It was in pursuit of such a coalition that Navalny began to align himself with the extreme right in the late 2000s, presenting a ‘civilized’ image of Russian nationalism open to alliances with the liberal opposition. But at the end of 2011, when a wave of mass demonstrations against parliamentary election fraud swept the country, Navalny came to recognize that nationalism – rejected by most of the protest movement – could not be a unifying platform. From that moment on he began to create his own ‘political machine’, a strongly personalized platform based on the rhetorical confrontation between ‘the people’ – lacking proper political representation – and the corrupt elite that had consolidated their power within Russia. Throughout the 2010s, this populist attitude informed Navalny’s anti-corruption investigations, whose targets were not only state officials, but oligarchs such as Oleg Deripaska and Alisher Usmanov. Navalny railed against their acquisition of enormous wealth through the criminal privatization of former Soviet enterprises. Gradually, as Russia’s economic crisis deepened and poverty levels rose, Navalny’s focus on social inequality and the degradation of the public sector increased. One of his recent flagship projects was the Alliance of Doctors, an independent trade union that called for higher salaries in state health care and denounced the underfunding of hospitals during the pandemic.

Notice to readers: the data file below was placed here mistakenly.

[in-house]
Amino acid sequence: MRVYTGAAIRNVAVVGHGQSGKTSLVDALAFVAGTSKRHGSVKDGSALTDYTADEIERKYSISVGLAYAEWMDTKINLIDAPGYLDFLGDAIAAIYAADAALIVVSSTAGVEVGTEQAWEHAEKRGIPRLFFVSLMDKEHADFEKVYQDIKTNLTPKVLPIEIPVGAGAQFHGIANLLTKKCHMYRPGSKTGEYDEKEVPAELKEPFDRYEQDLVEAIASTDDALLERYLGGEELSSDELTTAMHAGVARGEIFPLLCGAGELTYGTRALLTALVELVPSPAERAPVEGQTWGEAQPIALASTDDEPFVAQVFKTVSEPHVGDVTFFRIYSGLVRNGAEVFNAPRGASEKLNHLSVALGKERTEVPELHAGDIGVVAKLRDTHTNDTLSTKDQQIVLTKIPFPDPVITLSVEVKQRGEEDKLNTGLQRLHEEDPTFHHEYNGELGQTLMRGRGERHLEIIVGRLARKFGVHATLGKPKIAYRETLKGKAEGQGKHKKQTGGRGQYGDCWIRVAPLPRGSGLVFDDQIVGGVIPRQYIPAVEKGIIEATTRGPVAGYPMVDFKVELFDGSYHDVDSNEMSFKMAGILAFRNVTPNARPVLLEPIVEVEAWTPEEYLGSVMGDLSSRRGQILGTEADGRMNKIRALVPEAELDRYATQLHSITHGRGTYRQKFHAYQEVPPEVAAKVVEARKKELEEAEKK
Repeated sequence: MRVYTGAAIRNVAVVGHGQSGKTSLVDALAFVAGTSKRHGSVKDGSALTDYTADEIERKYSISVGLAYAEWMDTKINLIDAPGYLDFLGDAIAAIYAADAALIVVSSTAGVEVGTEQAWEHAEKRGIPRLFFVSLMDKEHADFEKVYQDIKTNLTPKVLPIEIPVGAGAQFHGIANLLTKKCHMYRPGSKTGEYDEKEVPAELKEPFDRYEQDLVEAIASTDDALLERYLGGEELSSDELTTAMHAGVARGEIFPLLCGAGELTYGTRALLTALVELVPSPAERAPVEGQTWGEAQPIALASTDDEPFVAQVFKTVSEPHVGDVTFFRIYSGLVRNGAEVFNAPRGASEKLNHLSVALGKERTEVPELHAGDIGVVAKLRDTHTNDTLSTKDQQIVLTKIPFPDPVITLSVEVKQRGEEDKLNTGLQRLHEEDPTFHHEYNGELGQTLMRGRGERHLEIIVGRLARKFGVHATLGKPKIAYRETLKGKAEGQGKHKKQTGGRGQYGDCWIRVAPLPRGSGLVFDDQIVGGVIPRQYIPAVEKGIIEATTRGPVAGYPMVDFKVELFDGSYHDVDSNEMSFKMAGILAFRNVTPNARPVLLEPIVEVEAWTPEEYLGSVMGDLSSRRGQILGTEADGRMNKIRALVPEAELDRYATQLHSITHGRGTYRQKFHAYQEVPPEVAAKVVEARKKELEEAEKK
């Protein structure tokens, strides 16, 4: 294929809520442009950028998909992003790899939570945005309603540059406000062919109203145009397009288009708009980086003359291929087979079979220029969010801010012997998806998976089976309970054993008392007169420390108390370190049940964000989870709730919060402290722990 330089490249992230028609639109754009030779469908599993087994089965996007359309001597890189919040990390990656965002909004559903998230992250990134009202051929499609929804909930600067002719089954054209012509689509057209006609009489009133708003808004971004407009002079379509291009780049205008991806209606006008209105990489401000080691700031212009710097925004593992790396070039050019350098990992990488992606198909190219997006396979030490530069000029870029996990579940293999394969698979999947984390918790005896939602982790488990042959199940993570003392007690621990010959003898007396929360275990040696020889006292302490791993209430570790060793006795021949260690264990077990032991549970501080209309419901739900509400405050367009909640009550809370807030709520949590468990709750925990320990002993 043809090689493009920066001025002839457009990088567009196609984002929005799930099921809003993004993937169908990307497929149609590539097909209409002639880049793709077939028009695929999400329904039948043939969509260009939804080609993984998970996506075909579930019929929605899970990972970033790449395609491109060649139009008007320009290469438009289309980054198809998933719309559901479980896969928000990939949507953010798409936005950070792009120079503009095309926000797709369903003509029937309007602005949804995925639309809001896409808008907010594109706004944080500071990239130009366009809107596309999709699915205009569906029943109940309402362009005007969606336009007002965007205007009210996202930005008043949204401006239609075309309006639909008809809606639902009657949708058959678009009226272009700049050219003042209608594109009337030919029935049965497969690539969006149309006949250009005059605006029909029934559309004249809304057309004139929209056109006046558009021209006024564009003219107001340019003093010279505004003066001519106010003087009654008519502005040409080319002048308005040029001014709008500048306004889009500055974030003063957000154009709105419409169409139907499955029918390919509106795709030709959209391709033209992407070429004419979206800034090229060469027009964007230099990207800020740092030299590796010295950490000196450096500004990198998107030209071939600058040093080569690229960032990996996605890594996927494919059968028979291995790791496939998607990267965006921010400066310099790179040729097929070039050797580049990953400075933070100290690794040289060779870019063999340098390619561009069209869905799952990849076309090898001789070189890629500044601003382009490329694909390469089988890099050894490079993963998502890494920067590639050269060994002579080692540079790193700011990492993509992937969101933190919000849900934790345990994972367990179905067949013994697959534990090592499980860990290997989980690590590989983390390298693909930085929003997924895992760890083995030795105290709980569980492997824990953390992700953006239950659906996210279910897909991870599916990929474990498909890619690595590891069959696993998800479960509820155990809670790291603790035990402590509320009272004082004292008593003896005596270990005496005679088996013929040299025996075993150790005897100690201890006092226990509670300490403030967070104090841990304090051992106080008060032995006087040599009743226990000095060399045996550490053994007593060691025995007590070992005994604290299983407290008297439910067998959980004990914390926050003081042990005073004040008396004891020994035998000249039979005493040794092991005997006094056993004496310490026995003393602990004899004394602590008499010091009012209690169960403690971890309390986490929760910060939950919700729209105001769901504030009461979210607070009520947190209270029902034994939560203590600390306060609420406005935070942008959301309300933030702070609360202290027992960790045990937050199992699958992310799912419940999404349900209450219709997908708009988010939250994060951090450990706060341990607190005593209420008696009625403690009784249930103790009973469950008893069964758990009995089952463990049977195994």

None of this means that Navalny has turned left: his social-populist rhetoric, like his former nationalist line, reflects his pragmatic approach. Navalny’s personal views seem to be unchanged: he advocates ‘normal’ capitalism with functioning democracy, a large middle class, and a welfare state capable of smoothing out income inequality. He does not seem to dwell on the difficulty of attaining these goals in a poor, semi-peripheral country without implementing wider structural change. Yet his economic advisors are attuned to this contradiction – and propose to solve it through neoliberal, free-market policies that leave less room for the social protection and inequality reduction than Navalny envisions.